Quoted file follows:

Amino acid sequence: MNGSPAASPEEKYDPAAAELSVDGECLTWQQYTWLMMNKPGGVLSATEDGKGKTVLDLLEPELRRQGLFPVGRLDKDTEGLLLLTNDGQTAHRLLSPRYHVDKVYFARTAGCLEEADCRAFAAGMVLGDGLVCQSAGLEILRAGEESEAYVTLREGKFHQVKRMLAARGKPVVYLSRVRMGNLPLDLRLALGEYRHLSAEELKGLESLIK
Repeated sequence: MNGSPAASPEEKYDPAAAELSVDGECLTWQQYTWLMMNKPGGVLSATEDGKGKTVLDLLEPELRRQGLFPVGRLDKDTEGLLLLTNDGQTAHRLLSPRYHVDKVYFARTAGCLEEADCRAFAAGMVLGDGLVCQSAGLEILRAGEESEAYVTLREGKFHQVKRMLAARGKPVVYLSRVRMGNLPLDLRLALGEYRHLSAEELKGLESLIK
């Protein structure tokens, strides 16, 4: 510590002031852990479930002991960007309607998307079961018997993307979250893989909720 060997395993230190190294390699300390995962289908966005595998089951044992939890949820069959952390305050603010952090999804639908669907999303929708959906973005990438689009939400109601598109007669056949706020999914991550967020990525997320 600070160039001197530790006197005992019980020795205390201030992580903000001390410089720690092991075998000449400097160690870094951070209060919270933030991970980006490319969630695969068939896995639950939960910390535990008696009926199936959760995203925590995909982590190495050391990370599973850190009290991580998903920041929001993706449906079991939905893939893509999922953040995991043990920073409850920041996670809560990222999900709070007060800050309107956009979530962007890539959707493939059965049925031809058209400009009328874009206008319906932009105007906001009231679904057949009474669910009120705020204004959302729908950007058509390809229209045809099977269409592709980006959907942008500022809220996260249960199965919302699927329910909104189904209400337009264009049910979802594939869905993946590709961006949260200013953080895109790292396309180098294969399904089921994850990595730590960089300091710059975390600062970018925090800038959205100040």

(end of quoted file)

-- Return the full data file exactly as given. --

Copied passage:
Amino acid sequence: MNGSPAASPEEKYDPAAAELSVDGECLTWQQYTWLMMNKPGGVLSATEDGKGKTVLDLLEPELRRQGLFPVGRLDKDTEGLLLLTNDGQTAHRLLSPRYHVDKVYFARTAGCLEEADCRAFAAGMVLGDGLVCQSAGLEILRAGEESEAYVTLREGKFHQVKRMLAARGKPVVYLSRVRMGNLPLDLRLALGEYRHLSAEELKGLESLIK
Repeated sequence: MNGSPAASPEEKYDPAAAELSVDGECLTWQQYTWLMMNKPGGVLSATEDGKGKTVLDLLEPELRRQGLFPVGRLDKDTEGLLLLTNDGQTAHRLLSPRYHVDKVYFARTAGCLEEADCRAFAAGMVLGDGLVCQSAGLEILRAGEESEAYVTLREGKFHQVKRMLAARGKPVVYLSRVRMGNLPLDLRLALGEYRHLSAEELKGLESLIK
């Protein structure tokens, strides 16, 4: 510590002031852990479930002991960007309607998307079961018997993307979250893989909720 060997395993230190190294390699300390995962289908966005595998089951044992939890949820069959952390305050603010952090999804639908669907999303929708959906973005990438689009939400109601598109007669056949706020999914991550967020990525997320 600070160039001197530790006197005992019980020795205390201030992580903000001390410089720690092991075998000449400097160690870094951070209060919270933030991970980006490319969630695969068939896995639950939960910390535990008696009926199936959760995203925590995909982590190495050391990370599973850190009290991580998903920041929001993706449906079991939905893939893509999922953040995991043990920073409850920041996670809560990222999900709070007060800050309107956009979530962007890539959707493939059965049925031809058209400009009328874009206008319906932009105007906001009231679904057949009474669910009120705020204004959302729908950007058509390809229209045809099977269409592709980006959907942008500022809220996260249960199965919302699927329910909104189904209400337009264009049910979802594939869905993946590709961006949260200013953080895109790292396309180098294969399904089921994850990595730590960089300091710059975390600062970018925090800038959205100040």